- Ah ha. Not Clojure, Haskell references a library called Primes. That has to be the wrong way to do it! It would create dozens of phantom categories all over RC. It has to be a primes member or package in some Haskell library. Is there a haskell user that can fix this out there? --Dgamey 11:26, 18 May 2011 (UTC)

## redefinition of truncatable primes

I think this task's definition of *truncatable primes* needs to be redefined to include the phrase **base ten**. It could be something like:

- A truncatable prime (expressed in base ten) is a prime that when successive digits are removed from one end of the prime, all numbers thus found are prime.

or some such wording.

As an alternative, could MathWorld™'s definition be used? -- Gerard Schildberger 16:17, 12 September 2012 (UTC)

- Hi Gerard, there is nothing in the task description implying a base at all and so usually we mean base ten. People talk about "the prime numbers" meaning the prime numbers in base ten without having to explicitly mention it and without confusion. You're not incorrect, (sorry about the double negative); but is it necessary. --Paddy3118 18:38, 12 September 2012 (UTC)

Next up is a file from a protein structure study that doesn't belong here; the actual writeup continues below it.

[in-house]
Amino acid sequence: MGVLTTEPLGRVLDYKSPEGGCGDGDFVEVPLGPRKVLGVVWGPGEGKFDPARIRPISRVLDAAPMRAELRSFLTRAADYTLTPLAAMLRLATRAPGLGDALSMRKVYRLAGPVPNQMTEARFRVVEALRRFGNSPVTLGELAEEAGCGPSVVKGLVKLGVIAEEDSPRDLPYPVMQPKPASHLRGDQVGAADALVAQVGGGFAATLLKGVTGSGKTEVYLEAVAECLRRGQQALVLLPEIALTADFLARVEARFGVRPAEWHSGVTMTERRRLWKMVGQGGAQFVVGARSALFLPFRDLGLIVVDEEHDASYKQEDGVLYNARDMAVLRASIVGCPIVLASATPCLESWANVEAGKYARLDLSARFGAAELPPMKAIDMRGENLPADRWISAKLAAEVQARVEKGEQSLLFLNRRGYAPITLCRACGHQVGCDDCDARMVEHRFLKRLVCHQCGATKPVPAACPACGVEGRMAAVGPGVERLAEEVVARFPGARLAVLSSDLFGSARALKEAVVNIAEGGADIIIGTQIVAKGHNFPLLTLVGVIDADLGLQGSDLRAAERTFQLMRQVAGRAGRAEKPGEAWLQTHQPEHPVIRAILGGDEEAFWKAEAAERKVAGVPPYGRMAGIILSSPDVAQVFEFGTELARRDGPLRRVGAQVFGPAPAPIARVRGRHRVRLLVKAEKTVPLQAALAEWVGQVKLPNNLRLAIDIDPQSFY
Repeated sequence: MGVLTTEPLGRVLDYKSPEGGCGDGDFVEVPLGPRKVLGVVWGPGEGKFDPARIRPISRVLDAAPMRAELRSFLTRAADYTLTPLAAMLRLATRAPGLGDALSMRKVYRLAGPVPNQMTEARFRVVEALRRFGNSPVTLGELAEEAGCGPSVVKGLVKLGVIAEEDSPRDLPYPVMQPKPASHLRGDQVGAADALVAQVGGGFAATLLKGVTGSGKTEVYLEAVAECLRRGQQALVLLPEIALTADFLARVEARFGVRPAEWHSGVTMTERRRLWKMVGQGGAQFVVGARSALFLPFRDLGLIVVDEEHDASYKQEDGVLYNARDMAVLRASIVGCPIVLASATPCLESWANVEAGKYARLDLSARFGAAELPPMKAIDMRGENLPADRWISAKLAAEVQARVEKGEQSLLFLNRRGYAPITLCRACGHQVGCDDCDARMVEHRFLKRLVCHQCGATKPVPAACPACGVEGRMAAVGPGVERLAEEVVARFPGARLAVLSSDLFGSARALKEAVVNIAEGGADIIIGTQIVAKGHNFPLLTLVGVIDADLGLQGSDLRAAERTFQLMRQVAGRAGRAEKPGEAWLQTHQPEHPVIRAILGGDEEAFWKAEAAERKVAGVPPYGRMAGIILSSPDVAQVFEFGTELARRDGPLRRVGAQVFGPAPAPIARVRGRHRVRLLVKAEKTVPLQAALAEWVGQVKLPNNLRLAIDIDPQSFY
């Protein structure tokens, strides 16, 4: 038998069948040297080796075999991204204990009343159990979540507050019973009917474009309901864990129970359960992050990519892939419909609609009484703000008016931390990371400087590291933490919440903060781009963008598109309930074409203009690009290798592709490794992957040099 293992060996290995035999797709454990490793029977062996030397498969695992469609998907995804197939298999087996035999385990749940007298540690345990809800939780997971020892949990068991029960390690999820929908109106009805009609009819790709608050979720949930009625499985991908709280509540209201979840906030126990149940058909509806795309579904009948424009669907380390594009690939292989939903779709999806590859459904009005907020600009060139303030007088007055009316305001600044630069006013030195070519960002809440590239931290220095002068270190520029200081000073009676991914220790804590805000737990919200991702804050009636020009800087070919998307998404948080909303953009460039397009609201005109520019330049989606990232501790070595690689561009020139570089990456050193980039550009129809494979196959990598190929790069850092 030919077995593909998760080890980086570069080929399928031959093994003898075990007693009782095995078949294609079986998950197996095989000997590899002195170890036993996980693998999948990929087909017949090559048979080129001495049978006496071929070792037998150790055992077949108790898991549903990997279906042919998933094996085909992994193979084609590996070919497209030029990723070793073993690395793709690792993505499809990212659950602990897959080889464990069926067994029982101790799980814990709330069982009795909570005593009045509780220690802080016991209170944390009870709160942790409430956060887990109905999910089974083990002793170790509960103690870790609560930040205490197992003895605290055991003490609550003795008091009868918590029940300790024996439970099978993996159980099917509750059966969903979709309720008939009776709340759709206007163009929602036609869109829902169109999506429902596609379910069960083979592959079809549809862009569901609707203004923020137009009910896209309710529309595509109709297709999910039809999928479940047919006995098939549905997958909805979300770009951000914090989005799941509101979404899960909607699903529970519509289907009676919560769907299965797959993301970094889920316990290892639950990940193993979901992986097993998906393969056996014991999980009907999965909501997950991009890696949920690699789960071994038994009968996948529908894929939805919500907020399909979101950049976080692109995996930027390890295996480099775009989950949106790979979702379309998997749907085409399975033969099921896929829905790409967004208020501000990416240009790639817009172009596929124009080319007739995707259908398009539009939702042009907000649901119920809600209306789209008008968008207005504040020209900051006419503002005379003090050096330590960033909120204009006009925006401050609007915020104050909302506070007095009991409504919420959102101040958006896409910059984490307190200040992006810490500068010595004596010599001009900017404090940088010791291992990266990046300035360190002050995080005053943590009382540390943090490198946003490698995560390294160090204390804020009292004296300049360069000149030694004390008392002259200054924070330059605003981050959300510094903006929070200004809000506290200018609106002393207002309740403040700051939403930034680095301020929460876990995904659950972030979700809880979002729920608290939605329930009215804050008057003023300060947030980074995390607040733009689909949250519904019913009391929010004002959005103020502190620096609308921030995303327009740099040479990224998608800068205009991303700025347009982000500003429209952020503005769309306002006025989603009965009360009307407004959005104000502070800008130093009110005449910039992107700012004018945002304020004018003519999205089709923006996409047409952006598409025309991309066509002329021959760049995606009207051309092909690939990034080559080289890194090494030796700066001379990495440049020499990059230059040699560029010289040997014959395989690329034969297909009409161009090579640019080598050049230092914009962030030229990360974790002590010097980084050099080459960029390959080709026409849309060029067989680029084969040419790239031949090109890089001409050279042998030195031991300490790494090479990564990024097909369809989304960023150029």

- It's not the base of the prime number(s)
*per se*, but when the description mentions taking the right- (or left-most) digits, those digits (in the case of truncatable primes) are specific to base ten. Prime numbers are prime in any (positive integer) base. Taking**a**digit from that expression of a prime requires specifying a base in this context. Indeed, there are only 83 right-truncatable primes in base ten, and 4,260 left-truncatable primes in base ten. -- Gerard Schildberger 19:59, 12 September 2012 (UTC)

- It's not the base of the prime number(s)